From its man’s best friend focus to the iconic villain, Walt Disney’s Studios’ 101 Dalmatians, based on the 1956 novel of the same name by Dodie Smith, is one of Disney’s most enduring classic animated features; Walt Disney, himself was such a fan, he immediately bought the movie rights. Despite Disney Studios’ difficult financial situation at the time, the film went into production almost right away. Finally released in 1961, 101 Dalmatians is largely responsible for Disney’s continued effort in animation. A longtime favorite, it’s surprising that the new Diamond Edition Blu-ray package marks the picture’s first North American high definition release.
Since 2000, Walt Disney Studios has gone from Gold, to Platinum, to Diamond releases of their classic films. Though, the marketing might suggest otherwise, the Diamond Edition title is simply the moniker Disney is using for its Blu-ray re-releases. Considering the high definition presentation, you might expect that the newest package to be the definitive version, however this is not necessarily the case. The last year’s Diamond Edition of The Jungle Book was widely criticized for its aspect ratio change from 1.33:1 to a cropped 1.75:1. Apparently, Disney listened, and the Diamond Edition of 101 Dalmatians is presented in its original non-widescreen format, with the optional “Disney View.”
As revealed in the extra features, 101 Dalmatians utilized a number of new technologies to cut production costs, partially due to Sleeping Beauty’s box-office struggles, Like its predecessor, 101 Dalmatians is highly stylized, albeit in a completely different style. The biggest change to Disney’s animation process, in this film, was the use of Xerox machines. While this allowed significant cuts in the number of artists needed, it also resulted in somewhat fuzzy looking lines. This made the vibrant, detailed style of animation Disney was known for impossible. To incorporate the technical limitations, 101 Dalmatians embraced a new hand-drawn pen and ink style with a softer, pastel-shaded coloring.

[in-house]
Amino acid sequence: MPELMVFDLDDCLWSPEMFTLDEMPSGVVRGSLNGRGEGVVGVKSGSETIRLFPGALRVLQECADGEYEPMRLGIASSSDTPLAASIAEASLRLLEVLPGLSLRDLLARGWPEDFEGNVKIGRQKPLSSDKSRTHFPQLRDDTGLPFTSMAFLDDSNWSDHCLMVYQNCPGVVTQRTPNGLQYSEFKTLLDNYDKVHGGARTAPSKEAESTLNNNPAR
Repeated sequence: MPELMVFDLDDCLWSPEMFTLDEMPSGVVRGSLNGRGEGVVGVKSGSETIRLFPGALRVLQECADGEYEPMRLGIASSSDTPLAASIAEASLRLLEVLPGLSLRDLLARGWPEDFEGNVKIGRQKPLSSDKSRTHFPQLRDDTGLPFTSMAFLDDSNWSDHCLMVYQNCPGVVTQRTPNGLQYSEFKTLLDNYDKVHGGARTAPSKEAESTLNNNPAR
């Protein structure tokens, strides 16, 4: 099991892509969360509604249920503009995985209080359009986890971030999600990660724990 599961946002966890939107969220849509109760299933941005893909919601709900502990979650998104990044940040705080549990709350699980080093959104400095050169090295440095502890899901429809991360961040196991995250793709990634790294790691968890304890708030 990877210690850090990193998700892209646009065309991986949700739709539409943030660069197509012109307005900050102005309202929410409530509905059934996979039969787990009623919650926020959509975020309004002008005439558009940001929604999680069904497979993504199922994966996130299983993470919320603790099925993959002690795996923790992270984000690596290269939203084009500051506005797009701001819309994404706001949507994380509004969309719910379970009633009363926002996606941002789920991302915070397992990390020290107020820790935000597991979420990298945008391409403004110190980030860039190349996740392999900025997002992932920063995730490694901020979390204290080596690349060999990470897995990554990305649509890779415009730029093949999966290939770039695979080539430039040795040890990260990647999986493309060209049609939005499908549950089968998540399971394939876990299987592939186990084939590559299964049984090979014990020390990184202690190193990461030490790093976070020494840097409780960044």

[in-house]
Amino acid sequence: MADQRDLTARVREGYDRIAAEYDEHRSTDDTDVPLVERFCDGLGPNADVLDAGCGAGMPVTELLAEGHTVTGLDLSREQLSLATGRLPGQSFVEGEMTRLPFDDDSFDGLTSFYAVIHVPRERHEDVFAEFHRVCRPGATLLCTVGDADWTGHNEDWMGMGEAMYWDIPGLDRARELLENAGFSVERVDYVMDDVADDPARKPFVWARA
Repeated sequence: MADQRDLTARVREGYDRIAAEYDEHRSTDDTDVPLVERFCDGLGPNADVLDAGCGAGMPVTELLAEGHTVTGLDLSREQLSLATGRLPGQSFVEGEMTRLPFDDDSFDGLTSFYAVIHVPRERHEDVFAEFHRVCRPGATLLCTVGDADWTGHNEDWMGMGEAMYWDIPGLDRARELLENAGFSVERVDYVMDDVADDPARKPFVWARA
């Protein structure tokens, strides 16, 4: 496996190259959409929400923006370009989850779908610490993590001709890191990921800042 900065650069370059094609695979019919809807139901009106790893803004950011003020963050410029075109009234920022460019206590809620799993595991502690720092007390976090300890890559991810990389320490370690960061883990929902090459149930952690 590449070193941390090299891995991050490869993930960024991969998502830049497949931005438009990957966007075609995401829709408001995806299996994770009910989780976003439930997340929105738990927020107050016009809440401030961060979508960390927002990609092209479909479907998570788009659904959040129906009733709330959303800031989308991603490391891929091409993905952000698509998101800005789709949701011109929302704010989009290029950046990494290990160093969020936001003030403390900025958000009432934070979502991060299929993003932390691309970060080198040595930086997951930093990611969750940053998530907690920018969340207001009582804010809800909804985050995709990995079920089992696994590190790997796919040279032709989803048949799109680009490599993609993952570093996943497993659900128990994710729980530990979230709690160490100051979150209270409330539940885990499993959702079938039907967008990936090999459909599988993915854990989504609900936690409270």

While I prefer, Disney’s more vibrant presentation styles, I do appreciate 101 Dalmatians’ less musical approach. Besides “Cruella De Vil,” there are really only two other songs featured in the film, one of which is in a television commercial. Speaking of television, 101 Dalmatians is also the animated Disney feature film that used a current setting. That means besides the buckets of puppies, automobiles and other modern fixtures play prominent roles in the movie. Those and the other sounds, and voices are all surprisingly well handled in the new 7.1 channel, re-mastered audio.
The extras included with the 101 Dalmatians Diamond Edition are mainly geared toward Disney animation history enthusiasts, with most of the bonus features focusing on the internal workings of Disney during the era the movie was made. There is a new animated short in the package that continues the puppies’ favorite television show, “The Adventures of Thunderbolt.” Walt Disney’s 1961 edition of “The Best Doggoned Dog in the World” is also included. Of course, the iconic Cruella De Vil character and her song play a large part in the remainder of the offerings.
Considering 101 Dalmatians is now more than 50 years old, the Diamond Edition release is a fairly impressive effort. Including the Blu-ray, DVD, and the more convenient digital download offering, the Diamond Edition is satisfying package. While the art style isn’t my favorite, the video reproduction is solid with good contrast and the “Disney View” hides the black bars on a widescreen television. The audio options include DTS-HD 7.1 Master Audio on the blu-ray, and Dolby Digital 5.1 on the DVD. An original theatrical audio, Dolby 1.0 option, along with French and Spanish dubs are also available. The Digital HD option allows the main feature to be viewed through Apple’s iTunes, or Disney Movies Anywhere.
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